Those who record their crimes should expect that a court just might want to see it.
And that resolution was the result of the GOP voting down the bipartisan version that catered to every whim of their assigned negotiator.
I am no fan of these guys, but this seems uncomfortably close to Fifth Amendment self-incrimination. The judge ruled otherwise, treating it as an action under a standard search warrant, but it still makes my skin prickle a bit.
Me too. I hate to think the prosecution could make me open my safe or unlock my phone. Get a warrant and do what you can, but I don’t have to help (*would be my position, I understand the courts disagree)
Reading the CNN article, there was a warrant, but it may have been expired. Certainly if there was a judge involved, a new warrant could easily be issued.
This doesn’t make sense to me. Assuming they had a valid warrant, would you refuse to unlock your house or car for the police or force them to break in? How is your phone or computer or safe any different? (Again, assuming they have a valid search warrant for those things).
Sounds like potential grounds for an appeal, which if so is a damn shame.
Yes, they would have to break in. And if they wanted to see what’s in my safe (or what have you) they’d have to break in to that, too. I’m dummying up at that point, and not opening anything for them.
I don’t think so. I seem to recall that this is permissible under the law. I just did a quick search and found this:
But without further guidance from the Supreme Court, it’s largely been left up to interpretation by lower courts, with state courts considering their state constitution’s provisions as well as the federal. The result, Crocker says, is “a total patchwork of [decisions from] state Supreme Courts and federal courts.”
For example, in 2019, Massachusetts’s highest court forced a defendant to reveal his phone’s passcode while Pennsylvania’s highest court ruled that a defendant could not be compelled to unlock his computer. Indiana’s and New Jersey’s highest courts are both considering compelled passcode disclosure cases. On the federal side, the Third Circuit Court of Appeals ruled that a defendant could be compelled to unlock multiple password-protected devices, even though the defendant claimed he couldn’t remember his passwords. The 11th Circuit Court of Appeals, on the other hand, ruled the other way in a different case.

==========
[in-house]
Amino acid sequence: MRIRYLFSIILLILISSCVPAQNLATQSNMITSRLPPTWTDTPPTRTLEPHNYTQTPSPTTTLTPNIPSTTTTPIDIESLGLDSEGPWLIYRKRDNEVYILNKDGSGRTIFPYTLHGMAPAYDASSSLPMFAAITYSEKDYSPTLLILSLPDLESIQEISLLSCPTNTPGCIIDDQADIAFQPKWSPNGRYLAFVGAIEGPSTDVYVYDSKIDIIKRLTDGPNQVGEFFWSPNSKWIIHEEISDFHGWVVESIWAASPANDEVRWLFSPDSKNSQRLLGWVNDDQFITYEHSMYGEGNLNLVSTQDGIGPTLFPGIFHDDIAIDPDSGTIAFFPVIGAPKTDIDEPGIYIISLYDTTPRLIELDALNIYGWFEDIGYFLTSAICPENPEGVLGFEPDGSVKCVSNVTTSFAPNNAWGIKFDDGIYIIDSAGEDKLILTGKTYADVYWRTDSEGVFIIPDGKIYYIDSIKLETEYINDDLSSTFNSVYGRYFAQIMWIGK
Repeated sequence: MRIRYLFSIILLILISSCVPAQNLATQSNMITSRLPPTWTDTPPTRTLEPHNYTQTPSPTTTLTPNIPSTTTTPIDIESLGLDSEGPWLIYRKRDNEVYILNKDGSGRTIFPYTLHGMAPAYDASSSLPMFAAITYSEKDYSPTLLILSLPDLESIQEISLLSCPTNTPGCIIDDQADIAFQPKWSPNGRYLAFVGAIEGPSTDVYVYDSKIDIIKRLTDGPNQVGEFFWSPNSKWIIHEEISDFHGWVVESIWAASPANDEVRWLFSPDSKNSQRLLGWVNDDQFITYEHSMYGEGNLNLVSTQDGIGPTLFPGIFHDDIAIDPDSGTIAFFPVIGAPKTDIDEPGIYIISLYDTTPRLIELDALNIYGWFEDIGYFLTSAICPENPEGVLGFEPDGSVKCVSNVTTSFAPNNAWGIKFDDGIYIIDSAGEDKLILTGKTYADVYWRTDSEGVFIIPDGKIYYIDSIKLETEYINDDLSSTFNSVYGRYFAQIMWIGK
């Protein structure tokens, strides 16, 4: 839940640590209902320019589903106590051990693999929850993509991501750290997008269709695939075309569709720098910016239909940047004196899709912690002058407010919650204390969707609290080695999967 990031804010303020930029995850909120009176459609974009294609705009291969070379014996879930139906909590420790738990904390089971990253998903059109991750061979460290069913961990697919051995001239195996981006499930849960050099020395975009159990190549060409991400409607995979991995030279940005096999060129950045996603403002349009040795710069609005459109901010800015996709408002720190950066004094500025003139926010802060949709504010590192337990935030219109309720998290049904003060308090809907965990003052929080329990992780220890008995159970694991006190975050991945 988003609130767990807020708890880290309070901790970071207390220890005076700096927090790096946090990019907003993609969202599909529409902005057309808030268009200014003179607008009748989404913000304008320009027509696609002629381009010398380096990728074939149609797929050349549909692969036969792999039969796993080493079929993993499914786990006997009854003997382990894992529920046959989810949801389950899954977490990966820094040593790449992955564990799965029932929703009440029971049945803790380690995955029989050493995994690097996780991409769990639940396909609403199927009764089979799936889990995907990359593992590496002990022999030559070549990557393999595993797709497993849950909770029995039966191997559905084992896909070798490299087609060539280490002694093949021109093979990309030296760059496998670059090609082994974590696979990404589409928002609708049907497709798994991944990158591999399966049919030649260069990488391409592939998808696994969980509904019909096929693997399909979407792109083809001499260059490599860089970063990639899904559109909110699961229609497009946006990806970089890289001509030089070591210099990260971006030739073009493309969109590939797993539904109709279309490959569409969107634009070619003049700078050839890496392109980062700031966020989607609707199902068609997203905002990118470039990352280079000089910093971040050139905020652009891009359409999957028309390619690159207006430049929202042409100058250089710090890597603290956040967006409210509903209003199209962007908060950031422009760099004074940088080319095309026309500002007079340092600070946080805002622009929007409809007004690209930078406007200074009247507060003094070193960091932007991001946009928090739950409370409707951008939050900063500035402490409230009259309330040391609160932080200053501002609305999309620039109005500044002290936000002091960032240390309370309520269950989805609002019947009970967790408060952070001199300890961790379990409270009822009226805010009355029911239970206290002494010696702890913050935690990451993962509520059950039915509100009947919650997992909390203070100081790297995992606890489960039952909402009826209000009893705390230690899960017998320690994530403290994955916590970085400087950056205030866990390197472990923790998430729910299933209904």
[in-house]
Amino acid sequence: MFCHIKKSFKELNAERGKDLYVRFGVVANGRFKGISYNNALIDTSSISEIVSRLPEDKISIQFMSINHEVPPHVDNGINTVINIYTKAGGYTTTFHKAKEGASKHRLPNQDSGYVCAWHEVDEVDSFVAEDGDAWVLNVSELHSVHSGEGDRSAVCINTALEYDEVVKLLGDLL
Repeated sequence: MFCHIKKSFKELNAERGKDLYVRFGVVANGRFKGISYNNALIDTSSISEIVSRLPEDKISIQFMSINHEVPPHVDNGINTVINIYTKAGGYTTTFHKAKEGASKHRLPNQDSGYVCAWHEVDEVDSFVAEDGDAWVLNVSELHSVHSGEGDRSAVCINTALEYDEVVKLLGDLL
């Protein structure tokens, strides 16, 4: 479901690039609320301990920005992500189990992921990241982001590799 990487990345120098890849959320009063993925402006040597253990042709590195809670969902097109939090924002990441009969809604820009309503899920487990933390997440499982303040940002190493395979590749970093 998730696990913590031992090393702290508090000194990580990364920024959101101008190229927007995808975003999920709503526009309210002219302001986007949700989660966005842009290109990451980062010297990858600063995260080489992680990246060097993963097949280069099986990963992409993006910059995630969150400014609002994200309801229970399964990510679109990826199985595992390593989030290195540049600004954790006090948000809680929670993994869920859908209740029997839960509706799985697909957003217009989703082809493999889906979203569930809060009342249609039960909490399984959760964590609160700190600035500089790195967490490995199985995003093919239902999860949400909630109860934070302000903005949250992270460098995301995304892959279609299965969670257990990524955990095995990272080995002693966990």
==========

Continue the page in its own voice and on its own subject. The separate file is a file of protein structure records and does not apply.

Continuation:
“It’s very much in flux,” Crocker said. “Eventually, the US Supreme Court could get involved and resolve this.”
So, Unless there have been more recent cases, I guess it might be an open question and could be grounds for appeal, but I wouldn’t bet on the defendant.
The phone/computer thing I can kind of see, in that “breaking” into it would presumably not damage it and why make their jobs easier. But forcing them to break down your front door? What’s the point? You’re just going to have to spend a few hundred bucks to fix it and it won’t stop them for a minute. Seems like cutting off your nose to spite your face, to me.
The fifth means that you can’t be compelled manufacture new evidence against yourself.
If you have already made a statement, in your diary, or made a recording, then the evidence already exists. You can be ordered to hand it over, and it can be used as evidence.
Here’s a simplified explanation of how it works, in a comic strip, written and drawn by a lawyer.
That’s what I was thinking. The choice is not “do I wish to incriminate myself?”, it’s “do I want to have a safe I can use again, or one with holes drilled in it?”
I ended up reading thru about 40 pages of that webcomic; it is excellent. Thanks for the introduction, Peter!
“Precedent” is what you make of it. The House makes general committee assignments via a resolution at the start of each Congress, adopted by a majority vote. According to this WaPo article, Republicans are contemplating, “how Democrats might pay a price with their own committee assignments when Republicans regain the majority.”
The “QAnon shaman” may be mentally ill, you say? Golly: https://www.usnews.com/news/top-news/articles/2021-07-23/exclusive-qanon-shaman-in-plea-negotiations-after-mental-health-diagnosis-lawyer
“What we’ve done is we’ve taken a guy who is unarmed, harmless, peaceful … with a pre-existing mental vulnerability of significance, and we’ve rendered him a chocolate soup mess,” Watkins said.
He had a spear in his hands; that’s not “unarmed, harmless, peaceful”.
And many people who are mentally ill don’t travel to overthrow the government. That takes a bit of mental stability to plan and carry through on. If he is mentally ill he should be institutionalized as he is a clear danger to himself and more so to society. He followed and led a mob to the Capitol and successfully got in. Should we let someone who wants to overthrow the government like Stalin walk?
And another felony assault against police charge. Where’s Ron “they wouldn’t break any laws” Johnson when they need a defense?
Yes. But this pisses me off: